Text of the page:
The riots that rocked South Africa on Tuesday, by hundreds of ANC Youth League members are perhaps the first clearest indication that the disturbances which have destabilised North Africa could likely sweep across Southern Africa if leaders fail to heed the calls for democratisation.
All leaders in Southern Africa, particularly those who believe they are untouchables while failing to heed the people’s cry for democracy, have to make some adjustments and act accordingly before the unstoppable tide of “people power” sweeps them out of office in embarrassing style.
Analysts have already noted that “seeds of civil war” are being planted, and these fears can no longer be dismissed as far-fetched given recent developments in Egypt, Algeria and Tunisia, and the prevailing state of things in Libya where strongman Muammar Gaddafi has been uprooted from office after 42 years at the helm.
Indications that the kind of violence that rocked South Africa was last seen at the end of apartheid in 1994 means there is need for serious soul-searching on the part of the country’s leaders, and those in the region, who have to put their houses in order through ensuring democratic governance.
ANC Youth League leader Julius Malema and his supporters are openly challenging President Jacob Zuma and the ANC leadership, who they accuse of trying to silence them at a time they are calling for equitable distribution of wealth.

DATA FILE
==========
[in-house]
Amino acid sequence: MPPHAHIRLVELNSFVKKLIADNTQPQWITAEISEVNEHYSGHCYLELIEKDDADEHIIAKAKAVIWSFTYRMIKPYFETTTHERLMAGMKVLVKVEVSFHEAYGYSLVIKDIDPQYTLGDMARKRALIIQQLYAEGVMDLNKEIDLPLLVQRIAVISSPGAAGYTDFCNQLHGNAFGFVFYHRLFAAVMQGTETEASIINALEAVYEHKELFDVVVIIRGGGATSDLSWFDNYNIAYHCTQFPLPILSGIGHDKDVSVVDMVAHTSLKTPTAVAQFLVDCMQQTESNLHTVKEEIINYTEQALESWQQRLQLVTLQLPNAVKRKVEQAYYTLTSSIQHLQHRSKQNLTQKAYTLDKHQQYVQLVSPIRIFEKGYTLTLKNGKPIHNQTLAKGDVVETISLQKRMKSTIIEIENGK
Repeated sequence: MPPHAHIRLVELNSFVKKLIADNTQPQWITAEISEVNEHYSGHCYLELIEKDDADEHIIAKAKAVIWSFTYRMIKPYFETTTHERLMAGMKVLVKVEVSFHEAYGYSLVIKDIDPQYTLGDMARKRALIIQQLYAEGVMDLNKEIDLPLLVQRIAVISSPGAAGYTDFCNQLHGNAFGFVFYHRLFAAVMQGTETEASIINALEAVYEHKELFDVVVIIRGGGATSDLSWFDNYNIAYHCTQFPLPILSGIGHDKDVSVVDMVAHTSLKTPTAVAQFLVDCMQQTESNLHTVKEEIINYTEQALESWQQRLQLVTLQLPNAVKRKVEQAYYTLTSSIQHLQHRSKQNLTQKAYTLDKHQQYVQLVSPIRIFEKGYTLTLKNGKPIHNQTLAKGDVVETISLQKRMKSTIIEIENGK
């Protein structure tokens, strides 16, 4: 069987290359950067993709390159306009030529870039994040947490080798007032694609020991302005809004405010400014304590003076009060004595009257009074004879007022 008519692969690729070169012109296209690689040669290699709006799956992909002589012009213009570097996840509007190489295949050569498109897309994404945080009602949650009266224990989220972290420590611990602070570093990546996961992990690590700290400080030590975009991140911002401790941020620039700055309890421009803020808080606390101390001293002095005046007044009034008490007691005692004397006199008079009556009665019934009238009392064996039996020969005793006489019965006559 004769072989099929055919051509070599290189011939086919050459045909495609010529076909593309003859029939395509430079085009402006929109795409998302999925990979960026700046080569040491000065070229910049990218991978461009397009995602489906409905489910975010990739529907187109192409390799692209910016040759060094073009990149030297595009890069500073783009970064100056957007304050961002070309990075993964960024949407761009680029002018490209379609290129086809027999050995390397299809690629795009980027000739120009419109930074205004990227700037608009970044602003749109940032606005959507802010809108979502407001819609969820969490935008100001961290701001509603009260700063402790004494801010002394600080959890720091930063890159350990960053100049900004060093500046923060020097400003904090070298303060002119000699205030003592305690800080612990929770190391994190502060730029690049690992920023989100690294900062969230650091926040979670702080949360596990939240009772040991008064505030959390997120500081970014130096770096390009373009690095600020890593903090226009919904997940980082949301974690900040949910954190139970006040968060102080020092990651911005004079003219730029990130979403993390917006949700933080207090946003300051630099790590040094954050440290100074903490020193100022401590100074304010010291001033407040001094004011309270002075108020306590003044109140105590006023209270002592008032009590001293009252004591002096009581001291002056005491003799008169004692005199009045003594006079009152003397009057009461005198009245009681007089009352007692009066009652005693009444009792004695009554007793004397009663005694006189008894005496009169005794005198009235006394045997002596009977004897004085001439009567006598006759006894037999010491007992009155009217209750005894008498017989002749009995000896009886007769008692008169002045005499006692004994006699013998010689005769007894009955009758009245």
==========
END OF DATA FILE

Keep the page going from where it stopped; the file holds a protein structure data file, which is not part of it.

While Malema may have his own issues, the bottom line is leaders can only underestimate the power of the people at their own peril, and by serving their own interests citizens are disillusioned by their failure to address pressing issues.
It is pertinent to realise that the era for totalitarian regimes is gone and current leaders in Africa need to shape up or ship out.
The African Union (AU) also has to study the way the wind is blowing and become more pro-active in ensuring that African leaders toe the line of democratic practice.
The AU should be a watchdog and protector of democratic principles rather than wait for autocratic leaders to suppress the will of the people, but then when the masses decide to liberate themselves they are quick to condemn them.
If it does not become proactive, it risks becoming a club of tyrants, and the events in North Africa have revealed that the younger generation in the continent will not be hoodwinked, but will liberate themselves.
One wonders why African leaders must wait until they are chased by the people.